Waterfall Model

A waterfall financial model can be used with any of the financial models I have built previously. The logic is probably the most difficult out there to understand, but it is widely used in joint venture real estate deals.

Waterfall Distributions: Version 1



Pricing
*You will be taken to the template download page after purchase. And, the purchase of this model includes a total of 4 template types. (V1, V2, Sensitivity version and my original joint venture real estate template).

Waterfall with Sensitivity (5 scenarios) - Model Included With the One-Time Purchase Above




Waterfall Distributions V2 (both versions are included in the one-time purchase price of $45)


This specific template uses a standard real estate proforma (monthly/annual summaries) in order to come up with cash flows from Month 0 to Month x (up to 240 months). All you really need to do though is get a proper cash flow flowing to row 49 of the 'monthly pro forma' tab and the waterfall will work. For this reason, any of the previous models can be easily integrated.

There are assumptions used to populate the real estate proforma in this template:
  • Up to 20 years
  • Start year
  • Month rent starts
  • Starting monthly rent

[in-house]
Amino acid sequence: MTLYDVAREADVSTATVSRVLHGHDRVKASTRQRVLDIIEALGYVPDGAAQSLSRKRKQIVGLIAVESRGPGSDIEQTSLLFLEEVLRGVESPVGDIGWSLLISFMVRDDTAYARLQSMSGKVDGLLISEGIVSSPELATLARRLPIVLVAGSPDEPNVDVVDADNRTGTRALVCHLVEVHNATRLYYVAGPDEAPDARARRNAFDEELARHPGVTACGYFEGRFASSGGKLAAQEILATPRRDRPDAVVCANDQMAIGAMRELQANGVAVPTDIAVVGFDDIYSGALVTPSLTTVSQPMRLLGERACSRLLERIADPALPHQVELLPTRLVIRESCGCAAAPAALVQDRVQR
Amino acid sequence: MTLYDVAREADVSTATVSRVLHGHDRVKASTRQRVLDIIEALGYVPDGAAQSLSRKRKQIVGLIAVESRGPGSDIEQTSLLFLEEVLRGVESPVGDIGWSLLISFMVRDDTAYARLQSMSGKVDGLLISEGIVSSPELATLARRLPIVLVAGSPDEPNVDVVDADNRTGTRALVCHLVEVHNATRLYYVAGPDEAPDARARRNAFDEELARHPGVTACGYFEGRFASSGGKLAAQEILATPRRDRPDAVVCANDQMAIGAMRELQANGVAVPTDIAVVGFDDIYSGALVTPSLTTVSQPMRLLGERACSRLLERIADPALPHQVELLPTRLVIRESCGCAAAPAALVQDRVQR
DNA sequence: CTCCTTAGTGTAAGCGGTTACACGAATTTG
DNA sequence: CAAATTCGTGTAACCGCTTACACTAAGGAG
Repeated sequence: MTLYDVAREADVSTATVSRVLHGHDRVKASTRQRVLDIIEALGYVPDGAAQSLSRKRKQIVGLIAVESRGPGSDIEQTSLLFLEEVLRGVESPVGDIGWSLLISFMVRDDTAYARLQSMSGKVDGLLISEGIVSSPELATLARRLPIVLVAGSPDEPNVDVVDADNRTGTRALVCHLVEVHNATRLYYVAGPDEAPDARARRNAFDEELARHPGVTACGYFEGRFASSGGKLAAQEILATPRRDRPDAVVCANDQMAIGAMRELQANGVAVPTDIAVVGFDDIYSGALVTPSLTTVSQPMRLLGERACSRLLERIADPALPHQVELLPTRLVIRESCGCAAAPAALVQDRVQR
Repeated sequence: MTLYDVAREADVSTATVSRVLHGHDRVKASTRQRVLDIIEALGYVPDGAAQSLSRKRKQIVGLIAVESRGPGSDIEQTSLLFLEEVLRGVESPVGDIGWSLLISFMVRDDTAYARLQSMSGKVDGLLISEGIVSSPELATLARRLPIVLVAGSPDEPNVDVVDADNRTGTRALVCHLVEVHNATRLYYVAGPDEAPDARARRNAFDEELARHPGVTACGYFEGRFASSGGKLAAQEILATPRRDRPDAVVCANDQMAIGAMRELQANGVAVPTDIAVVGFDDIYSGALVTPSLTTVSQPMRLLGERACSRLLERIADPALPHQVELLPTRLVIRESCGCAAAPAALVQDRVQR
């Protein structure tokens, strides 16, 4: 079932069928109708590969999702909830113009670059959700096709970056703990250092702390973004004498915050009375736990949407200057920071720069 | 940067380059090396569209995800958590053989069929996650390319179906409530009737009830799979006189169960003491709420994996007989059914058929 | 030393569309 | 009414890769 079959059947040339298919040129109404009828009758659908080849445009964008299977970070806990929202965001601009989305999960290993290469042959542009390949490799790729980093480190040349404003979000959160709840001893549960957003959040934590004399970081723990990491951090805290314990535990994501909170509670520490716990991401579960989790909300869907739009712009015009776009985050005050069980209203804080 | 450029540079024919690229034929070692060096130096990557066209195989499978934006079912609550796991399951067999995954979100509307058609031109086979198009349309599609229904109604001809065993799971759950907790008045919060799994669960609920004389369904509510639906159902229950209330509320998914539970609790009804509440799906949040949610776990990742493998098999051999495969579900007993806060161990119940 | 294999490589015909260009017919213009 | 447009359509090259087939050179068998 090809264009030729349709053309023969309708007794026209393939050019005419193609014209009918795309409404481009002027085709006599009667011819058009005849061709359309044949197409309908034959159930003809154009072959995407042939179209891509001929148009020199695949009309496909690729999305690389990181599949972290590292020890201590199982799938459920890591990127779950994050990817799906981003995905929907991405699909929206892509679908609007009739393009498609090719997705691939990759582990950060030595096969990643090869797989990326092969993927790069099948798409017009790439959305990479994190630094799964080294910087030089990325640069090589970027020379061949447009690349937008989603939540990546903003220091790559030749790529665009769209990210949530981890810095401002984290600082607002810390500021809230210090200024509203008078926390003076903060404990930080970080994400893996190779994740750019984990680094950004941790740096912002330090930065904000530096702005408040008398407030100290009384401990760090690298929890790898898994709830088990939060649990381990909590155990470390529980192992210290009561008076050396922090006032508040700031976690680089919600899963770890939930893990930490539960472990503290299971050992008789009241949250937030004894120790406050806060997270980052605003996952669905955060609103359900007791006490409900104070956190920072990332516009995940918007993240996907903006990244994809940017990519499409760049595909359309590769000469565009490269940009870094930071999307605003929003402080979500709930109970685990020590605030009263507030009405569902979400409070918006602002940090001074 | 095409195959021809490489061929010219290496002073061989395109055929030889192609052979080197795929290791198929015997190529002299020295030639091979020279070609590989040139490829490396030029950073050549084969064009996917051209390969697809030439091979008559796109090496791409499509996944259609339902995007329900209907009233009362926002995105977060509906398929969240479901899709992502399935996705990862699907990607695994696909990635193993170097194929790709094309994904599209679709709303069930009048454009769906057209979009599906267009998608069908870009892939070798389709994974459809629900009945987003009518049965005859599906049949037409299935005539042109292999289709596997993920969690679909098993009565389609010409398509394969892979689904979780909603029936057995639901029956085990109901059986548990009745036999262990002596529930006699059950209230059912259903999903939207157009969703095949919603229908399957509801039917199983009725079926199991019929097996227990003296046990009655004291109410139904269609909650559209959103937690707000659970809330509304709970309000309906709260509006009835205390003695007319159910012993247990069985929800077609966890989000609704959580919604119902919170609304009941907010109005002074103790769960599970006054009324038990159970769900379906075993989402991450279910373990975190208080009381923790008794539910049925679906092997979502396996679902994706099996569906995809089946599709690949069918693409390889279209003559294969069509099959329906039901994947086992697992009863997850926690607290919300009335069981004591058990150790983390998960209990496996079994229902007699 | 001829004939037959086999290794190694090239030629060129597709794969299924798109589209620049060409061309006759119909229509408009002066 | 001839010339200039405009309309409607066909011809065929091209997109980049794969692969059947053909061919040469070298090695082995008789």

• Annual rent growth
  • Vacancy
  • Plenty of rows for various operating expenses, including property tax/insurance.
  • Debt service (dynamic loan)
  • Exit value based on an exit cap
  • Exit month (all cash flows stop at the exit month)
    • At exit month the loan is assumed to get paid off if it has a balance
Next, we have the waterfall tab with up to 3 hurdles and a final split.

With the hurdle tab, you can define the initial % split or base returns that are given to the investor and sponsor before any IRR hurdle is met.

Then, you can add up to 4 IRR rates. The first one will define when the splits begin to change and so on until you get to the final hurdle. 

The logic for the waterfall is as follows:
  • As cash comes in each month, the IRR for the investor and sponsor starts to change.
  • Every time a new hurdle is reached, based on the previous cash flows (that may be split from previous hurdles), only the cash flow that has not yet been split are used to flow to the new % splits.
  • Any cash flow that is received beyond the final hurdle % will get split by the final split, which could be 50/50 or whatever you want to make it. In that case, the sponsor would have achieved the top hurdle rate and then some.
With this logic, you end up with some cash flows being split at the base rate, then some at the Hurdle 1 rate, Hurdle 2 rate, and Hurdle 3 rate. So the final % of total cash flows that the sponsor/investor gets will always be a variant based on how much cash was split at each level.

I added a chart and 'return summary' tab that clearly shows how the hurdles affect the total cash flow returned. Note that the 'final split' is what the actual cash flows will be after all hurdles were looked at and will represent the aggregate of cash flowing through all hurdles where applicable.